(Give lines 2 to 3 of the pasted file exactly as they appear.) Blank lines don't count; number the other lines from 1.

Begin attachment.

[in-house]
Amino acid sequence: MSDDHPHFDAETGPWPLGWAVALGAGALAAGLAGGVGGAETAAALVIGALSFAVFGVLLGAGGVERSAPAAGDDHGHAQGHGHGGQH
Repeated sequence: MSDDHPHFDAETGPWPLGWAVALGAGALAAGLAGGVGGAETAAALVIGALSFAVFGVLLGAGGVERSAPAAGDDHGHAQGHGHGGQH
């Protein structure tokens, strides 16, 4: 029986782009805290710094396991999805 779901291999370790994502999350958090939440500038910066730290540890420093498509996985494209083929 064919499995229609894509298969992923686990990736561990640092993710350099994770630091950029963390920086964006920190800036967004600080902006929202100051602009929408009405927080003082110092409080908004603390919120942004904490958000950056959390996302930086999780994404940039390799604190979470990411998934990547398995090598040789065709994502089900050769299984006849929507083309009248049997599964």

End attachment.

Amino acid sequence: MSDDHPHFDAETGPWPLGWAVALGAGALAAGLAGGVGGAETAAALVIGALSFAVFGVLLGAGGVERSAPAAGDDHGHAQGHGHGGQH
Repeated sequence: MSDDHPHFDAETGPWPLGWAVALGAGALAAGLAGGVGGAETAAALVIGALSFAVFGVLLGAGGVERSAPAAGDDHGHAQGHGHGGQH